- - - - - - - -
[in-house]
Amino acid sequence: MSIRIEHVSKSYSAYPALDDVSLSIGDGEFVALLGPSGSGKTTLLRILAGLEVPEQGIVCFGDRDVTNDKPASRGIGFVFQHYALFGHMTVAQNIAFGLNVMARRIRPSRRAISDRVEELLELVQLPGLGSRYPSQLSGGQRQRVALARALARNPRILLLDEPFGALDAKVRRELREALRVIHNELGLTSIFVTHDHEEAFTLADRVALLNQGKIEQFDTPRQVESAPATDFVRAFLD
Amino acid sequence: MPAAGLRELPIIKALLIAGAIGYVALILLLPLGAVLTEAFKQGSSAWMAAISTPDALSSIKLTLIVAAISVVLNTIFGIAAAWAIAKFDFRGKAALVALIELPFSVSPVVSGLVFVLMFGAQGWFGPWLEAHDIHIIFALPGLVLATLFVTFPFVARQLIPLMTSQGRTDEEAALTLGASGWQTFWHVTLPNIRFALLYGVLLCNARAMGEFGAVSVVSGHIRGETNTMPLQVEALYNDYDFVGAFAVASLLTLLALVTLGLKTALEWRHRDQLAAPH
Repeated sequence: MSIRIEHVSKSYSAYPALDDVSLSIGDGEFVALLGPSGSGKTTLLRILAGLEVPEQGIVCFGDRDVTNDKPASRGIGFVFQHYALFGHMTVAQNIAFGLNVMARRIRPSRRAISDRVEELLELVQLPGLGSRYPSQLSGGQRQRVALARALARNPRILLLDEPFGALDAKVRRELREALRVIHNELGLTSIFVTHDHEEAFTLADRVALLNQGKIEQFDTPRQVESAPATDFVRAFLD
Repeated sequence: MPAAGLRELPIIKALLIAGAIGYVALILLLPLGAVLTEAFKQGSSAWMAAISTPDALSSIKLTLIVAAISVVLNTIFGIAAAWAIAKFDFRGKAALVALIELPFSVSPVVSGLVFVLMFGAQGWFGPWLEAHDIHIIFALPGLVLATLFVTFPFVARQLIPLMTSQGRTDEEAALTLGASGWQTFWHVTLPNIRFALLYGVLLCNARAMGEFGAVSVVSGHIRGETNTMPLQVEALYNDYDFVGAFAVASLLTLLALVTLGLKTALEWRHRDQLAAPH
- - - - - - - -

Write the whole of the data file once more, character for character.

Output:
[in-house]
Amino acid sequence: MSIRIEHVSKSYSAYPALDDVSLSIGDGEFVALLGPSGSGKTTLLRILAGLEVPEQGIVCFGDRDVTNDKPASRGIGFVFQHYALFGHMTVAQNIAFGLNVMARRIRPSRRAISDRVEELLELVQLPGLGSRYPSQLSGGQRQRVALARALARNPRILLLDEPFGALDAKVRRELREALRVIHNELGLTSIFVTHDHEEAFTLADRVALLNQGKIEQFDTPRQVESAPATDFVRAFLD
Amino acid sequence: MPAAGLRELPIIKALLIAGAIGYVALILLLPLGAVLTEAFKQGSSAWMAAISTPDALSSIKLTLIVAAISVVLNTIFGIAAAWAIAKFDFRGKAALVALIELPFSVSPVVSGLVFVLMFGAQGWFGPWLEAHDIHIIFALPGLVLATLFVTFPFVARQLIPLMTSQGRTDEEAALTLGASGWQTFWHVTLPNIRFALLYGVLLCNARAMGEFGAVSVVSGHIRGETNTMPLQVEALYNDYDFVGAFAVASLLTLLALVTLGLKTALEWRHRDQLAAPH
Repeated sequence: MSIRIEHVSKSYSAYPALDDVSLSIGDGEFVALLGPSGSGKTTLLRILAGLEVPEQGIVCFGDRDVTNDKPASRGIGFVFQHYALFGHMTVAQNIAFGLNVMARRIRPSRRAISDRVEELLELVQLPGLGSRYPSQLSGGQRQRVALARALARNPRILLLDEPFGALDAKVRRELREALRVIHNELGLTSIFVTHDHEEAFTLADRVALLNQGKIEQFDTPRQVESAPATDFVRAFLD
Repeated sequence: MPAAGLRELPIIKALLIAGAIGYVALILLLPLGAVLTEAFKQGSSAWMAAISTPDALSSIKLTLIVAAISVVLNTIFGIAAAWAIAKFDFRGKAALVALIELPFSVSPVVSGLVFVLMFGAQGWFGPWLEAHDIHIIFALPGLVLATLFVTFPFVARQLIPLMTSQGRTDEEAALTLGASGWQTFWHVTLPNIRFALLYGVLLCNARAMGEFGAVSVVSGHIRGETNTMPLQVEALYNDYDFVGAFAVASLLTLLALVTLGLKTALEWRHRDQLAAPH